More than 3,000 graduate student workers at Columbia University in New York City are on an indefinite strike, demanding higher wages, better health care coverage and improved working conditions.
The students confront the bitter opposition of the university administration, which has already taken action to punish strikers.
Columbia has made clear its intentions to retaliate against striking student workers by docking their pay and making students repay portions of their stipends. The administration has created an online daily work-reporting system to identify all workers on strike and has even sent an e-mail to the student body asking students to report striking workers to their academic departments.
The claim by the university that there is no money to meet the demands of students is absurd. Columbia has an endowment of over $11 billion. The school is the largest private owner of real estate in New York City with more than 200 properties, twice the number owned by the next largest private property-holder, New York University.
Graduate student workers at Columbia are up against powerful political interests. The school’s Board of Trustees is a conglomerate of millionaires with deep ties to Wall Street, corporate America and the Democratic Party.
The president of Columbia University is Lee Bollinger, former president of the University of Michigan (1996–2002). Bollinger is a director of Graham Holdings Company (formerly the Washington Post Company). From 2007 to 2012, he was a director of the Federal Reserve Bank of New York, where he also served as chair from 2010 to 2012. Bollinger’s annual salary is a staggering $4.7 million. Lisa Carnoy, a co-chair on the Board of Trustees, is also a “corporate turnaround specialist” formerly from Merrill Lynch-Bank of America.
Students, however, have powerful allies. The struggle at Columbia is part of a series of struggles at other universities. More than 1,200 graduate students at New York University are on the verge of initiating similar strike action against deteriorating working conditions and benefits.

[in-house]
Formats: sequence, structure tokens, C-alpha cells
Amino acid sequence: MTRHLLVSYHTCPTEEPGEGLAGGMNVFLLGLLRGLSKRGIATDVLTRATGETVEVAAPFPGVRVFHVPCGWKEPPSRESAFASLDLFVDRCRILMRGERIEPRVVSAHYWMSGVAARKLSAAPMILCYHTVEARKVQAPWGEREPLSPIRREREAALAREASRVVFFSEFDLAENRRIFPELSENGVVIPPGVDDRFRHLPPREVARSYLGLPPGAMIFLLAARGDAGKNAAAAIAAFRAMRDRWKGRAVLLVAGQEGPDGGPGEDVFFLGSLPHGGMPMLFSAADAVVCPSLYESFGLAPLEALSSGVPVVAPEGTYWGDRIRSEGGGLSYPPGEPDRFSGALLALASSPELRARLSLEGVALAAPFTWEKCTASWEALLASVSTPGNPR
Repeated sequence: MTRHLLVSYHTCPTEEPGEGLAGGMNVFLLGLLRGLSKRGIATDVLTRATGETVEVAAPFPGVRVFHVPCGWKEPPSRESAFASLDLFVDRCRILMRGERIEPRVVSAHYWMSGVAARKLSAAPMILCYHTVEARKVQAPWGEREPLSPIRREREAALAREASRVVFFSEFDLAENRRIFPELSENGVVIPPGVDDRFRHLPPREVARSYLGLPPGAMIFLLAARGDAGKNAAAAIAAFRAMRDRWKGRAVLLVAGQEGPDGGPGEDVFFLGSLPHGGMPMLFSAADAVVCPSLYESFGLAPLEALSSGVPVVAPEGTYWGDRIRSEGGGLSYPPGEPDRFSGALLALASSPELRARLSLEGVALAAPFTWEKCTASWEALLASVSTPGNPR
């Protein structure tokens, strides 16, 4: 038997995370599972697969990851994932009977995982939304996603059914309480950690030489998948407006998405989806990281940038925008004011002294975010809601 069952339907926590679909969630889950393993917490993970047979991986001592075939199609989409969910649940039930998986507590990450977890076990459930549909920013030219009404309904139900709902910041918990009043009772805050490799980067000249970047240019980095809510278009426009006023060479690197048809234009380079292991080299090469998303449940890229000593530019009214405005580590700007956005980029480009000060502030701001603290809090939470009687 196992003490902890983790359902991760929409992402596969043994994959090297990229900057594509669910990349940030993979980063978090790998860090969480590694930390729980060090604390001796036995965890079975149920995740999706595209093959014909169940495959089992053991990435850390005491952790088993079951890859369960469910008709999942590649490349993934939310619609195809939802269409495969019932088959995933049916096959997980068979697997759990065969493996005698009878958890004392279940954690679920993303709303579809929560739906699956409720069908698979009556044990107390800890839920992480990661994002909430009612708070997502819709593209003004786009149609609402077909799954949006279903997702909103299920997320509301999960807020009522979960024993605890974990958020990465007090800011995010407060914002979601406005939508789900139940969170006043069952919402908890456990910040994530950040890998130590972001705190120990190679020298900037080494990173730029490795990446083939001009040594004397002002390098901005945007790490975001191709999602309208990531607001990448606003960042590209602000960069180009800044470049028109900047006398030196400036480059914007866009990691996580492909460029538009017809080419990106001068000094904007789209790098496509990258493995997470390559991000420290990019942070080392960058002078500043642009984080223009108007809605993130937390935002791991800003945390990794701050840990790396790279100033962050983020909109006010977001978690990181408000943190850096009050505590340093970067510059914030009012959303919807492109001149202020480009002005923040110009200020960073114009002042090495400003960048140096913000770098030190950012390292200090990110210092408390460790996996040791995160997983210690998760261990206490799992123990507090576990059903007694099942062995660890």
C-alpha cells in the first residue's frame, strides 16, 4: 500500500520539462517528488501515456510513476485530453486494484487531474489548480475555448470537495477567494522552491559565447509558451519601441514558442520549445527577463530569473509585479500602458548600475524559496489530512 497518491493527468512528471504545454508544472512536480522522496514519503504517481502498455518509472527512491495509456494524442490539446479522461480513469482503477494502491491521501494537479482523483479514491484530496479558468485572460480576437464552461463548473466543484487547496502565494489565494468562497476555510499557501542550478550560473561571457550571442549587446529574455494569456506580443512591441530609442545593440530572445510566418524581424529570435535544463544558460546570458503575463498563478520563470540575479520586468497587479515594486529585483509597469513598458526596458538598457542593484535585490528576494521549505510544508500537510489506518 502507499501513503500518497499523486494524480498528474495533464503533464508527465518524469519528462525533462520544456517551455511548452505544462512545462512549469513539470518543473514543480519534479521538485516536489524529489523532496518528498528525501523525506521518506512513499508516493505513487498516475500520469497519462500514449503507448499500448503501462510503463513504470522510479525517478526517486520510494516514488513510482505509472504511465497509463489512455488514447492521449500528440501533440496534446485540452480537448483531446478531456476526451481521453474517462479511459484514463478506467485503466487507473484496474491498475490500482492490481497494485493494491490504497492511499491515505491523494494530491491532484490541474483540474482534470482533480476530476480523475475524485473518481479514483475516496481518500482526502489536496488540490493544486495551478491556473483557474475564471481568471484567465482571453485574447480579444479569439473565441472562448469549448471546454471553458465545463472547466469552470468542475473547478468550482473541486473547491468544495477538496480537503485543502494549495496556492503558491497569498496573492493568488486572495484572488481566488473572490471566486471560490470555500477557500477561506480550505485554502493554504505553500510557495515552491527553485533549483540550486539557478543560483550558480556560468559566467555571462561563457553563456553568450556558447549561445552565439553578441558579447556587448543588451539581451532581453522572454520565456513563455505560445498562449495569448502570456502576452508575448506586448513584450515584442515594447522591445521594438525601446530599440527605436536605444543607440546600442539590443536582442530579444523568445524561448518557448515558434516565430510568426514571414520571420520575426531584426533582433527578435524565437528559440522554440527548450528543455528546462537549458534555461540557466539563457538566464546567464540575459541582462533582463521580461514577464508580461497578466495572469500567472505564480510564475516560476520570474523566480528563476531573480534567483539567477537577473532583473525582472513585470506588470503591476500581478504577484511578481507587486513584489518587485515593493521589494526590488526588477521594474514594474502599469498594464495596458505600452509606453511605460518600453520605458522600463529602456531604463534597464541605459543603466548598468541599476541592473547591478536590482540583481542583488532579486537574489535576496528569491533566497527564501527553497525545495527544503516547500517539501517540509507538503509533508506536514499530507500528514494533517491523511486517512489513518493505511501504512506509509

At the University of Chicago, graduate student workers are demanding an extension of health insurance eligibility and emergency COVID-19 relief grants. At Kenyon College in Gambier, Ohio, grad students have authorized a strike to fight against unfair employment policies and practices. Other efforts are underway at Illinois State University, University of Maryland, Indiana University, University of New Mexico and many more campuses.
The conditions facing student-workers cannot be resolved on the campuses. There must be a turn to the mobilization of the entire working class against the ruling elite and the capitalist system.
The past year has demonstrated the political, economic and moral bankruptcy of capitalism. The ruling class responded to the pandemic by organizing a historically unprecedented bailout of the rich. The transfer of trillions of dollars to Wall Street was sanctioned by the nearly unanimous vote of both Democrats and Republicans for the so-called CARES Act, adopted last March.
Amid mass social misery and death, US billionaires have increased their wealth by $1.4 trillion over the past year. The handout to the rich has been accompanied by a homicidal policy to force workers back on the job and students back in the classrooms so their parents can work.
While Biden claimed that his administration would “listen to the science,” the Democrats have continued Trump’s reckless policies in relationship to the pandemic, forcing schools and businesses to reopen before the vaccine is widely distributed.
Now, more than 500,000 people are dead in the US. Millions have joined the ranks of the unemployed or underemployed. Tens of thousands of workers have been evicted, are drowning in debt or have been thrown into poverty.